Thousands of deaf and hard of hearing children live in refugee camps around the world. Denied access to sign language and hearing aids, these kids are unable to attend school, make friends or communicate with their family members. Still struggling with the trauma of war and harsh reality of life in a refugee camp, these children are lost without language.
Making a Difference
The Deaf Defy team travels to desolate refugee camps, providing audiological care, hearing aids and sign language instruction to deaf and hard of hearing children. Ours is the world's first Deaf-led humanitarian aid team to do such work: providing both language counseling and health health care to those in need. These missions are funded entirely through public support and every penny goes towards the equipment, hearing aids and supplies we use in the camps. To support our work, visit our donation page, where you can decide exactly where to direct your donated funds.
Communicating for the first time
Deaf Planet Soul is a team led by strong Deaf professionals. We are well-aware of and firmly committed to the importance of sign language and visual communication amongst deaf children. Coming into this mission, we were overwhelmed at the thought of thousands of deaf children––many made deaf by the war itself––struggling to communicate with friends and family once resettled in strange, scary new refugee camps. We made the decision to commit heavily to patient counseling and the provision of sign language resources. We're so glad we did. Check out the video below to see one of our kids signing for the first time:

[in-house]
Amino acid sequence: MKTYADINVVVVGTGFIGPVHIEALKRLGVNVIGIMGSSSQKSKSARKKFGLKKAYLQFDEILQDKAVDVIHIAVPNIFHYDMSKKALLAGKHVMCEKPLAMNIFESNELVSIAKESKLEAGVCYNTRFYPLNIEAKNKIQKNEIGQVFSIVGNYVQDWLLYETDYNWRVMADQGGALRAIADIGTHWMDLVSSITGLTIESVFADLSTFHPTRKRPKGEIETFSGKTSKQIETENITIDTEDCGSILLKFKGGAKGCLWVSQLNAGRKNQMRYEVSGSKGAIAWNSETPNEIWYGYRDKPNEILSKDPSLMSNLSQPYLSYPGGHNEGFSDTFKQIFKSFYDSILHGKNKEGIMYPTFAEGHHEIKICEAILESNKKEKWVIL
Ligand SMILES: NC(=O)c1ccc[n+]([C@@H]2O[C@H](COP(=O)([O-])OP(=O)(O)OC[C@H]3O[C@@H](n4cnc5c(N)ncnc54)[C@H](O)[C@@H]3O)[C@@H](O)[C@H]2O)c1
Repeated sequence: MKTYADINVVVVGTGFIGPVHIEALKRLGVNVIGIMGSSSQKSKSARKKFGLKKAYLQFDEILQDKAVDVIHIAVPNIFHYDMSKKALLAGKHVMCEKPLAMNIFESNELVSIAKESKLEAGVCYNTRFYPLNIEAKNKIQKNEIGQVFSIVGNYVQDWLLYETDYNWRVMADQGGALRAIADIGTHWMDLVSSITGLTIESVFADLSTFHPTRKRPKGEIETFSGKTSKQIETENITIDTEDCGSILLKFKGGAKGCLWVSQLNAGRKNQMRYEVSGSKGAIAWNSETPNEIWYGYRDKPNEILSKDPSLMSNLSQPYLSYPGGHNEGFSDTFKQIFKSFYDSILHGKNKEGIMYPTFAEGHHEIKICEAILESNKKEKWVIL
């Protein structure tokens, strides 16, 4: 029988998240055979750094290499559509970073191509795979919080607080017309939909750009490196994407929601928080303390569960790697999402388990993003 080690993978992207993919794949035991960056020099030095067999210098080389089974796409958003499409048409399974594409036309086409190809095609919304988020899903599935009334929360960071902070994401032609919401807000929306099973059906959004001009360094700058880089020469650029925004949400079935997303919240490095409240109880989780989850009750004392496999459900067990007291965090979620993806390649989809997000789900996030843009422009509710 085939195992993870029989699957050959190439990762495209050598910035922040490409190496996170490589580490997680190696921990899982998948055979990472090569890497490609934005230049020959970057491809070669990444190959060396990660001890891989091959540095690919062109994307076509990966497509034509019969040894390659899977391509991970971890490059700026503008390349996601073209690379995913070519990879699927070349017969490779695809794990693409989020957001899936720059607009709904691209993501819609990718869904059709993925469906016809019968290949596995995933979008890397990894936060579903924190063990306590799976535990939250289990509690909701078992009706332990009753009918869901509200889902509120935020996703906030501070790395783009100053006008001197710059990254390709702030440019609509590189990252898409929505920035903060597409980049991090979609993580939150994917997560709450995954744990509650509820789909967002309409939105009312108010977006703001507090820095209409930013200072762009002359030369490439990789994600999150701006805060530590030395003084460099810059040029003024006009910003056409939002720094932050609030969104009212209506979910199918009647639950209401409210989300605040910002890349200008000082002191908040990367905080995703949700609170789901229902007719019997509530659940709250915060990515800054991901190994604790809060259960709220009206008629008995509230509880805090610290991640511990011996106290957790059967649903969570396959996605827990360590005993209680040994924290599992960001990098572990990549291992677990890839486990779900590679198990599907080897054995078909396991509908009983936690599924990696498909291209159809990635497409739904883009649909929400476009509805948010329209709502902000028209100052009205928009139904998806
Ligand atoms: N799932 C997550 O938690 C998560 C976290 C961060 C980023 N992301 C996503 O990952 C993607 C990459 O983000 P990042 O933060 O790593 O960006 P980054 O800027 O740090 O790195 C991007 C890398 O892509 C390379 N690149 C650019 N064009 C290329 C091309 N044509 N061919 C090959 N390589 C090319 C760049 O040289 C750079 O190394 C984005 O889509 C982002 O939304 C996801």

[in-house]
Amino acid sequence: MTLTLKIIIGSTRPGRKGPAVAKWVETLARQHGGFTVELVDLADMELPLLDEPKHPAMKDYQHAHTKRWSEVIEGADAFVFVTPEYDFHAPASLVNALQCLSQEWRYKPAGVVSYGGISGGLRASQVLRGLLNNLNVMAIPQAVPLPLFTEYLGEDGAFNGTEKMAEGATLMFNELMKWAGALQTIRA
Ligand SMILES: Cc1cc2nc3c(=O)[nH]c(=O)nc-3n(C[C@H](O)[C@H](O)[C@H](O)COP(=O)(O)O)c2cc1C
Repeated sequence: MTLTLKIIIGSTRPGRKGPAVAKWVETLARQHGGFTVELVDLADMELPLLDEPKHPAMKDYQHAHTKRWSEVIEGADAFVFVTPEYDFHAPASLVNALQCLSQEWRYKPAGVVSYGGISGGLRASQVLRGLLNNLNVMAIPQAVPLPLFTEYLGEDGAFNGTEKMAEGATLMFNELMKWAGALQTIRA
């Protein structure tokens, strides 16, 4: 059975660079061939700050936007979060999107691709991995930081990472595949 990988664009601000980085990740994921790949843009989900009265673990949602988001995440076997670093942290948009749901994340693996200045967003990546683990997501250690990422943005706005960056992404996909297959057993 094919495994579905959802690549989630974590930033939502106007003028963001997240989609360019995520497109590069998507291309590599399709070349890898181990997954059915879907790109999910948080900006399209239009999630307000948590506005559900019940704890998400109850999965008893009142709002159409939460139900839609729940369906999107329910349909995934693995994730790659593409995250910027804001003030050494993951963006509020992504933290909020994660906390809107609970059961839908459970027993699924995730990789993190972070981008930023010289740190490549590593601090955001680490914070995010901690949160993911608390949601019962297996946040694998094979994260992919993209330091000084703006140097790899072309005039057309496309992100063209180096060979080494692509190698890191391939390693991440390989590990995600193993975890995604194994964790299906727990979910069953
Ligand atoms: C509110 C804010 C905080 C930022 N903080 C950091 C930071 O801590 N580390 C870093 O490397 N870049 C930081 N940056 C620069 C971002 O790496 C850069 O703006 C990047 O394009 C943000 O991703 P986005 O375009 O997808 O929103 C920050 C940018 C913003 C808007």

Hearing for the First Time
Whether profoundly deaf or mildly hard of hearing, we worked with each patient to ensure they had the hearing aids they needed to be safe and understand the world around them. In many of these camps, commuters buzz around in cars and motorcycles, honking as they approach. Without hearing aids, our deaf patients were constantly at risk of being hit––during our second mission, in fact, we had one patient come in with a cast. Unable to hear the traffic around her, she'd been hit by a car and broken her arm. In settings like refugee camps, hearing aids do more than provide access to speech sounds; they save lives.
Check out this video of one of our patients experiencing sound for the first time: